Although American schools still need to incorporate more international students into their student body (Wharton is only 36% international and Harvard is only 34%), the MBA programs have made enormous strides towards accepting more women, applicants in a wider age range, and out-of-the-professional-box MBA candidates. This openness to diversity, if not commitment to wider definition of diversity, allows future applicants to think more creatively about how to market themselves to business schools.  Getting into MBA programs no longer requires fitting into the investment banking mold, but is more about breaking the mold altogether.

I have seen several articles about the increasing diversity of accepted MBA applicants and we have seen less emphasis on the classic professions with our clients as well. I recently spoke, however, to one admissions director who told me that this openness is driven as much by a change in the applicant pool as by the increased openness touted in this article.

Since the financial crisis and the subsequent layoffs of a few years ago, there are fewer investment bankers, and there are fewer investment bankers applying to MBA programs. There were also fewer college grads hired into investment banking in 2008 and 2009. But over the next few years members of those college classes will apply in increasing numbers. It will be very interesting to see if the trend discussed in this article represents a real increased commitment to professional diversity in MBA admissions, or simply a response to necessity combined with spin.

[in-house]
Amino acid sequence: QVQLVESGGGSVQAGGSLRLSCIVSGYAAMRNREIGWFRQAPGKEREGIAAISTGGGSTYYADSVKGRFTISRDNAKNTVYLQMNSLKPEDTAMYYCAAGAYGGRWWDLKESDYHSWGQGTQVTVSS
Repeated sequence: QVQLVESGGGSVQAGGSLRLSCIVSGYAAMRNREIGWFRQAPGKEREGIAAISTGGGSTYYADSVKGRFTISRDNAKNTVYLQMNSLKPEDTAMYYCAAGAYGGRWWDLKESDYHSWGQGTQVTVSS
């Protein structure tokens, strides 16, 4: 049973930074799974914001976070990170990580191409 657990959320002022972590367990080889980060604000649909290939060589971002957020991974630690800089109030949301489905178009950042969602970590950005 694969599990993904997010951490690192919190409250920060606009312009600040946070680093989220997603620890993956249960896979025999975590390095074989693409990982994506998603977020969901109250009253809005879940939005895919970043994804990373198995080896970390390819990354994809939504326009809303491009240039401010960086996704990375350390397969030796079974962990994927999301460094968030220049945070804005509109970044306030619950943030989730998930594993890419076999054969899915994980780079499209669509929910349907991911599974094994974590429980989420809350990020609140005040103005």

If the latter, investment bankers will once again have the inside track, and we’ll read that an MBA is a typical stop on the investment banking career track; if the former, professional diversity will continue to reign.

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Linda AbrahamBy , President and Founder of Accepted.com

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Another US News Top Ten!

US News is at it again!  The magazine’s newest top ten list is the top 10 Business Schools That Receive the Most Full-Time Applications. Not surprisingly, almost all the top 10 programs listed in US News’s rankings of the best business schools were also on the list of the top 10 business schools that received the most applications for full-time admissions in the 2010-2011 academic year (Dartmouth College’s Tuck School of Business was the only exception).